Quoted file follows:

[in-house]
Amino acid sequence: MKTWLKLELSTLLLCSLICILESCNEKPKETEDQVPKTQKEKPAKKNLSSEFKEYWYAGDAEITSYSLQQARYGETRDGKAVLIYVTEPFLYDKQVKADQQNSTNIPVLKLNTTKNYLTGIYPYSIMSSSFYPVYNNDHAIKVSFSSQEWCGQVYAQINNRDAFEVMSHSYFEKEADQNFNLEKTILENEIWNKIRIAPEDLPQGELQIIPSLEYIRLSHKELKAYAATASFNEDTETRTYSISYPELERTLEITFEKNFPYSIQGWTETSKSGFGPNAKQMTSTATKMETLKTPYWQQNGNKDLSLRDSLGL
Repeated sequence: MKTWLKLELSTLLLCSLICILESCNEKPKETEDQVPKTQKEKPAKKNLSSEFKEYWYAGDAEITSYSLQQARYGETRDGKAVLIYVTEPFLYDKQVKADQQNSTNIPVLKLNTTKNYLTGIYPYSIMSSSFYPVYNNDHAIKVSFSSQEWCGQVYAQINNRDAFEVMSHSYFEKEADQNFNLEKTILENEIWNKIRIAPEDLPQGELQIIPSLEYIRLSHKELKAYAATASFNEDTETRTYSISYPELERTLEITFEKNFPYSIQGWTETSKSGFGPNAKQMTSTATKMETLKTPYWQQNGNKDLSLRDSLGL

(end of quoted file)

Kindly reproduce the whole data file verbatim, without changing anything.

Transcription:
[in-house]
Amino acid sequence: MKTWLKLELSTLLLCSLICILESCNEKPKETEDQVPKTQKEKPAKKNLSSEFKEYWYAGDAEITSYSLQQARYGETRDGKAVLIYVTEPFLYDKQVKADQQNSTNIPVLKLNTTKNYLTGIYPYSIMSSSFYPVYNNDHAIKVSFSSQEWCGQVYAQINNRDAFEVMSHSYFEKEADQNFNLEKTILENEIWNKIRIAPEDLPQGELQIIPSLEYIRLSHKELKAYAATASFNEDTETRTYSISYPELERTLEITFEKNFPYSIQGWTETSKSGFGPNAKQMTSTATKMETLKTPYWQQNGNKDLSLRDSLGL
Repeated sequence: MKTWLKLELSTLLLCSLICILESCNEKPKETEDQVPKTQKEKPAKKNLSSEFKEYWYAGDAEITSYSLQQARYGETRDGKAVLIYVTEPFLYDKQVKADQQNSTNIPVLKLNTTKNYLTGIYPYSIMSSSFYPVYNNDHAIKVSFSSQEWCGQVYAQINNRDAFEVMSHSYFEKEADQNFNLEKTILENEIWNKIRIAPEDLPQGELQIIPSLEYIRLSHKELKAYAATASFNEDTETRTYSISYPELERTLEITFEKNFPYSIQGWTETSKSGFGPNAKQMTSTATKMETLKTPYWQQNGNKDLSLRDSLGL